The problem here is that despite fewer editions of Windows, there is just no consistency. Things don’t flow the way they do up the hierarchy of Windows versions. Despite all this promotion of Windows 8, and Windows on ARM, what Microsoft is giving users is what they call Windows RT. Well no one has heard of that yet. It hasn’t been promoted or explained, its just been thrust out there as if it has been a part of the Windows family for ever.

To a degree it makes sense, Apple promotes its iPhone to consumers, not iOS, and now Microsoft has promoting Surface, but not Windows RT. It’s just the OS after all.

Things aren’t the same though, and perhaps there would be similar confusions if Apple were calling the OS on the first iPhone Mac OSX RT. Microsoft not only calls it Windows, but the “Windows” name is also a major selling point. Not because Windows gives people warm fuzzy feelings, but because of what it means, the ability to run Windows applications.

To any casual user who doesn’t spend their life online, reading long blog posts by Microsoft—like we do—the expectation from a Windows computer, a Windows tablet is that they will get everything that Windows entails, and that means running their good old desktop applications.

When Microsoft announced that they would bring Windows to ARM, there was always this looming doubt, how consumers would handle it, how will they see it? After all, something like the architecture of the system isn’t something that should concern the end user. Even the x86 to x86-64 transition has taken so long, and in the end that isn’t something a lot of users care about. Adding ARM to the mix meant that Windows users would have to be aware, or would have to be made aware that their system was a unique little snowflake and all that software that they were used to running on desktops would just not run.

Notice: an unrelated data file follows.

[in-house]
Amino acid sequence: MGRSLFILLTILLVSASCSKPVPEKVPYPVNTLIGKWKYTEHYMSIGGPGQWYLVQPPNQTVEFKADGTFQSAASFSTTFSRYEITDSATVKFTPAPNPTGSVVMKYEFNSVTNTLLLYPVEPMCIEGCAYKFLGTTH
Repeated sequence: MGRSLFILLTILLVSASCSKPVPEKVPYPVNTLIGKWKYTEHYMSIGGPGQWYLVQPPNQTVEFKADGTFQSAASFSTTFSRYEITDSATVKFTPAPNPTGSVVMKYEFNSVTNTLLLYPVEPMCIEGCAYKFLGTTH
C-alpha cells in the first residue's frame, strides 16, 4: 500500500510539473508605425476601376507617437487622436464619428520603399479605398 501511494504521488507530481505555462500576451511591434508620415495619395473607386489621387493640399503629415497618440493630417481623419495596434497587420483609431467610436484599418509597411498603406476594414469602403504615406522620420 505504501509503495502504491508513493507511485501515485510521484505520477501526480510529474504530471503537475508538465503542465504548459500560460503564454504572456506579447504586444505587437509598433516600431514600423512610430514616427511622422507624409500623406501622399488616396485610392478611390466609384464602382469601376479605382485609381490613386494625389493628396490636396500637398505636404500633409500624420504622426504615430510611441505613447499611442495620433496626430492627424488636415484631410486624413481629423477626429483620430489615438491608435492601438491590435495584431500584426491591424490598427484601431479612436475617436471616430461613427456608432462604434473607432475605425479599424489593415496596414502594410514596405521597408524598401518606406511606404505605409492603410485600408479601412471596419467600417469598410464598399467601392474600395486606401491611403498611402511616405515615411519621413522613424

At that point the feeling was that Microsoft would obviously make it possible to write desktop apps for ARM, and software developers would have to put up an ARM download link in addition to x86 and x86-64.

Microsoft then announced that the ARM version would be Metro only. So no download links, no desktop, and installation possible only via the store.

And you know what? That might still be OK when Apple does it, they have a tablet that only runs applications from their store. But that might not work for Microsoft?

Many have tried to compete with Apple when it comes to tablets, and none have been as successful. Where Microsoft has the edge is the large collection of software that has been written for Windows. Yet it is eager to abandon all that on their tablets, Microsoft threw away its trump card.

On Windows 8 for desktops Microsoft is trying to give people the tablet experience, on tablets they tout the desktop experience. Neither does the other’s job well, but neither is willing to just focus.

What to Expect when you’re Expecting Windows 8

We have been pretty gloomy about Windows 8, but to be honest, it has an impressive array of new features that have just been forgotten amidst all the controversy. Still the question we began this article with remains unanswered. The fact is that the answer depends on the wrong things.

Whether you can run desktop apps or not doesn’t depend on the capabilities of the device, rather it depends on the architecture of the device, whether it is ARM or x86. This decision is entirely arbitrary and has more to do with Microsoft’s monopoly on x86 and previous court cases regarding that, rather than limitations of the architecture.

Microsoft themselves are offering both Microsoft Surface and Microsoft Surface Pro. Microsoft Surface is x86-based, runs Windows RT, and can’t run regular Windows apps, while Surface Pro runs Windows 8 Pro and should be able to run anything a Windows 8 desktop can.

If you have a Windows computer, what you need to know is, does it run on an ARM processor? Not whether it is a desktop, laptop, netbook, or tablet—although ARM-based desktops and laptops seems unlikely in the near future—but whether it is ARM-based or x86 based, whether it run Windows RT or Windows 8. Probably the manufacturer will highlight this. If you have Windows RT, though luck, you can’t run desktop applications. But you did just get Office 2013 for free.

Otherwise what you have in front of you is a spiced up Windows 7 with a few new tricks up its sleeve, a missing start menu and a whole new UI for a whole new kind of application. Give it a go, it’ll probably win you over.

Topics: , , , , , ,
Google
Kshitij Sobti
Inserted into Kshitij's motivation banks is a particularly strong desire for justice. It's sad then, that he wastes his skills gaming, watching TV, and for the mundane task of writing prose. He tweets
@xitij2000